“Netanyahu is singularly responsible for driving an enormous wedge into American public opinion,” Connolly [U.S. Representative Gerald E. Connolly (D-Va.)] said. “It’s not about abandoning American support for Israel. It’s about policies we see as threatening Israel’s long-term viability as a democratic Jewish state, and about a right-wing lurch in Israeli politics.”
NYT column (5/25/21): “How the Mideast Conflict Is Blowing Up the Region, the Democratic Party and Every Synagogue in America” by Thomas L. Friedman
Therefore, I hope that when the secretary of state, Tony Blinken, meets with Israeli and Palestinian leaders this week, he conveys a very clear message: “From this day forward, we will be treating the Palestinian Authority in the West Bank as a Palestinian state in the making, and we will be taking a series of diplomatic steps to concretize Palestinian statehood in order to preserve the viability of a two-state solution. We respect both of your concerns, but we are determined to move forward because the preservation of a two-state solution now is not only about your national security interests; it is about our national security interests in the Middle East. And it is about the political future of the centrist faction of the Democratic Party. So we all need to get this right.’’
Being “Woke” and “Cancel Culture”
NYT column (5/25/21): “Is Wokeness ‘Kryptonite for Democrats’?” by Thomas B. Edsall
Nadine Strossen, professor emerita at N.Y.U. Law School and former president of the American Civil Liberties Union, wrote by email that she considers herself “a ‘bleeding-heart liberal’ but even more important to me are the classic liberal values that are under siege from all sectors of the political spectrum, left to right, including: freedom of speech, thought and association; academic freedom; due process; and personal privacy.”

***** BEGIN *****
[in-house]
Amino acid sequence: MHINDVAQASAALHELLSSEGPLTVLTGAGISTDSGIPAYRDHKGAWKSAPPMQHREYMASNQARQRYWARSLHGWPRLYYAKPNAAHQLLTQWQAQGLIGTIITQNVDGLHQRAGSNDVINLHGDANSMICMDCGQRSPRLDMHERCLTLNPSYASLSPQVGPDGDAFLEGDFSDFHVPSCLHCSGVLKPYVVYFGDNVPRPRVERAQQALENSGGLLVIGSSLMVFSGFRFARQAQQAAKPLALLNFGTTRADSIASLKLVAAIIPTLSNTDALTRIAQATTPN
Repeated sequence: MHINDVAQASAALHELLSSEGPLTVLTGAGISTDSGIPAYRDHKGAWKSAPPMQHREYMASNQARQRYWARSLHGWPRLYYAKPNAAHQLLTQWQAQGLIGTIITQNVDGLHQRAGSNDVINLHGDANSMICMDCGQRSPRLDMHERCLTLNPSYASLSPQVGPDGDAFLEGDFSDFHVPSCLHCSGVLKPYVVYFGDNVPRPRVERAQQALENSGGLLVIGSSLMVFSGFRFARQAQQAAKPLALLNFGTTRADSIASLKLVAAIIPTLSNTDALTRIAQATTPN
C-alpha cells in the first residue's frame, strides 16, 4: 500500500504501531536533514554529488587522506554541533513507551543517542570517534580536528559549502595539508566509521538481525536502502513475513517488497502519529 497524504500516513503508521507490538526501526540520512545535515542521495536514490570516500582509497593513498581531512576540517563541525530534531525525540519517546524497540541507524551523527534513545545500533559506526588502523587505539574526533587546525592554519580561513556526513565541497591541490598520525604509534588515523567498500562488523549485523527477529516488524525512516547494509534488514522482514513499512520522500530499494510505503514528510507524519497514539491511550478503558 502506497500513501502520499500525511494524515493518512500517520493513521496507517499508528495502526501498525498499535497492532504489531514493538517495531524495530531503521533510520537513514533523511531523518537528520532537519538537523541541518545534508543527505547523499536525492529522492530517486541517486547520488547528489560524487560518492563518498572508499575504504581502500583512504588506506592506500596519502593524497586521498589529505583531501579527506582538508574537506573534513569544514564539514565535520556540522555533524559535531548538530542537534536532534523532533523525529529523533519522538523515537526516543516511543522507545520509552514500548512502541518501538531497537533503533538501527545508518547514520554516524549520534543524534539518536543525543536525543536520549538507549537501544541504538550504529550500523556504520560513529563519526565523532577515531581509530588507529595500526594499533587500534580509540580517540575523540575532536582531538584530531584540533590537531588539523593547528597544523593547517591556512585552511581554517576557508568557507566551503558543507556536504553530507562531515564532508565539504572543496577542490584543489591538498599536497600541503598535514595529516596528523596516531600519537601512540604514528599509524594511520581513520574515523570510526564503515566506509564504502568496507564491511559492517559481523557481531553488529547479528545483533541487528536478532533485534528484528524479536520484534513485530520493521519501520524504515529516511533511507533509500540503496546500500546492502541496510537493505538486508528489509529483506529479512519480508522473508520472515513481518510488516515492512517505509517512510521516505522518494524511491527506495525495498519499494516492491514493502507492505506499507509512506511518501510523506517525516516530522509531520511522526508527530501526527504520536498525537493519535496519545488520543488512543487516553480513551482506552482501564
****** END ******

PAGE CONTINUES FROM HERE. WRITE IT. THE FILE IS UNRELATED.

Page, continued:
Randall Kennedy, a law professor at Harvard and the author of the forthcoming book, “Say It Loud! On Race, Law, History and Culture,” cited in an email a similar set “of reasons for the deficient response to threats against freedom of thought, expression and learning emanating from the left.” His list: “Woke” folk making wrongful demands march under the banner of “EQUALITY” which is a powerful and attractive emblem, especially in this George Floyd/Covid-19 moment when the scandalous inequities of our society are so heartbreakingly evident. On the campuses, many of the most vocal woke folk are students whom teachers and administrators want to mollify, comfort and impress. Many teachers and administrators seek desperately to be liked by students.